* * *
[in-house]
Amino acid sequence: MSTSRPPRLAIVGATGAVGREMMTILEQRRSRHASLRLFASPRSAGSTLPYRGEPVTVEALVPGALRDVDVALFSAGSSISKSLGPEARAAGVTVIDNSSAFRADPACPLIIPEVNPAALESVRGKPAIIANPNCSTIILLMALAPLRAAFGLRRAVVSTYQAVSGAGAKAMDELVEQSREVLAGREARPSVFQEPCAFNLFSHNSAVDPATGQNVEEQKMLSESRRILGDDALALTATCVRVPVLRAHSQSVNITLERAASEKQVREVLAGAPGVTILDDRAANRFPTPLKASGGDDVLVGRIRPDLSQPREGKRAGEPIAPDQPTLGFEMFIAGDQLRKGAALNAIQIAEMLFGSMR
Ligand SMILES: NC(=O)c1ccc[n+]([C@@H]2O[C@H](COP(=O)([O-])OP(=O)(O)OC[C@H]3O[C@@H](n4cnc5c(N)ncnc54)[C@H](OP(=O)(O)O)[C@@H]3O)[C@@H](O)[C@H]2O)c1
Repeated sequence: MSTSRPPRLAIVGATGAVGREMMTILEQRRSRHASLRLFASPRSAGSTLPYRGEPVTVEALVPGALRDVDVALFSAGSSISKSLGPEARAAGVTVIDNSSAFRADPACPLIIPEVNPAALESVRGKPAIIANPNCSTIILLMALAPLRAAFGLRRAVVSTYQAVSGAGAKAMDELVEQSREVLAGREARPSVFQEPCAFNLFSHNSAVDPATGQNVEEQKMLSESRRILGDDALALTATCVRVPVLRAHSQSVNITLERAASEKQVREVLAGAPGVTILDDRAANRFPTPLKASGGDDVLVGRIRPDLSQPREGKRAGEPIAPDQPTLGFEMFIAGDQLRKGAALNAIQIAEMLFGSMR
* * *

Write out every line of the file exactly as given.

[in-house]
Amino acid sequence: MSTSRPPRLAIVGATGAVGREMMTILEQRRSRHASLRLFASPRSAGSTLPYRGEPVTVEALVPGALRDVDVALFSAGSSISKSLGPEARAAGVTVIDNSSAFRADPACPLIIPEVNPAALESVRGKPAIIANPNCSTIILLMALAPLRAAFGLRRAVVSTYQAVSGAGAKAMDELVEQSREVLAGREARPSVFQEPCAFNLFSHNSAVDPATGQNVEEQKMLSESRRILGDDALALTATCVRVPVLRAHSQSVNITLERAASEKQVREVLAGAPGVTILDDRAANRFPTPLKASGGDDVLVGRIRPDLSQPREGKRAGEPIAPDQPTLGFEMFIAGDQLRKGAALNAIQIAEMLFGSMR
Ligand SMILES: NC(=O)c1ccc[n+]([C@@H]2O[C@H](COP(=O)([O-])OP(=O)(O)OC[C@H]3O[C@@H](n4cnc5c(N)ncnc54)[C@H](OP(=O)(O)O)[C@@H]3O)[C@@H](O)[C@H]2O)c1
Repeated sequence: MSTSRPPRLAIVGATGAVGREMMTILEQRRSRHASLRLFASPRSAGSTLPYRGEPVTVEALVPGALRDVDVALFSAGSSISKSLGPEARAAGVTVIDNSSAFRADPACPLIIPEVNPAALESVRGKPAIIANPNCSTIILLMALAPLRAAFGLRRAVVSTYQAVSGAGAKAMDELVEQSREVLAGREARPSVFQEPCAFNLFSHNSAVDPATGQNVEEQKMLSESRRILGDDALALTATCVRVPVLRAHSQSVNITLERAASEKQVREVLAGAPGVTILDDRAANRFPTPLKASGGDDVLVGRIRPDLSQPREGKRAGEPIAPDQPTLGFEMFIAGDQLRKGAALNAIQIAEMLFGSMR